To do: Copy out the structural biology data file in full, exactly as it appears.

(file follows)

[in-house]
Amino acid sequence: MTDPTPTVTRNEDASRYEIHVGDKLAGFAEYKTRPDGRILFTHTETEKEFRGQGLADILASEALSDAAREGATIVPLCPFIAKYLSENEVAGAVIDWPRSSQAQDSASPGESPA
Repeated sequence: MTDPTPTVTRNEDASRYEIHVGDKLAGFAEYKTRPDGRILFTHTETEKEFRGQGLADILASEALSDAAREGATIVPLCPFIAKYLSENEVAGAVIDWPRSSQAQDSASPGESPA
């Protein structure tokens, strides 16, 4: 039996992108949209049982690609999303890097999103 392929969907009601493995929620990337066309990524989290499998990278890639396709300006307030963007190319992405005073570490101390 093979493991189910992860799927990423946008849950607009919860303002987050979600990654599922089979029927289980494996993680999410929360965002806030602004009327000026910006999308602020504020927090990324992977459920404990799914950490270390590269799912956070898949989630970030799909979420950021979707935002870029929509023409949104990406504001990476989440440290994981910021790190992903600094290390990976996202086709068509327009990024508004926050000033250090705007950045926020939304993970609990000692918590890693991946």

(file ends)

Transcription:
[in-house]
Amino acid sequence: MTDPTPTVTRNEDASRYEIHVGDKLAGFAEYKTRPDGRILFTHTETEKEFRGQGLADILASEALSDAAREGATIVPLCPFIAKYLSENEVAGAVIDWPRSSQAQDSASPGESPA
Repeated sequence: MTDPTPTVTRNEDASRYEIHVGDKLAGFAEYKTRPDGRILFTHTETEKEFRGQGLADILASEALSDAAREGATIVPLCPFIAKYLSENEVAGAVIDWPRSSQAQDSASPGESPA
């Protein structure tokens, strides 16, 4: 039996992108949209049982690609999303890097999103 392929969907009601493995929620990337066309990524989290499998990278890639396709300006307030963007190319992405005073570490101390 093979493991189910992860799927990423946008849950607009919860303002987050979600990654599922089979029927289980494996993680999410929360965002806030602004009327000026910006999308602020504020927090990324992977459920404990799914950490270390590269799912956070898949989630970030799909979420950021979707935002870029929509023409949104990406504001990476989440440290994981910021790190992903600094290390990976996202086709068509327009990024508004926050000033250090705007950045926020939304993970609990000692918590890693991946």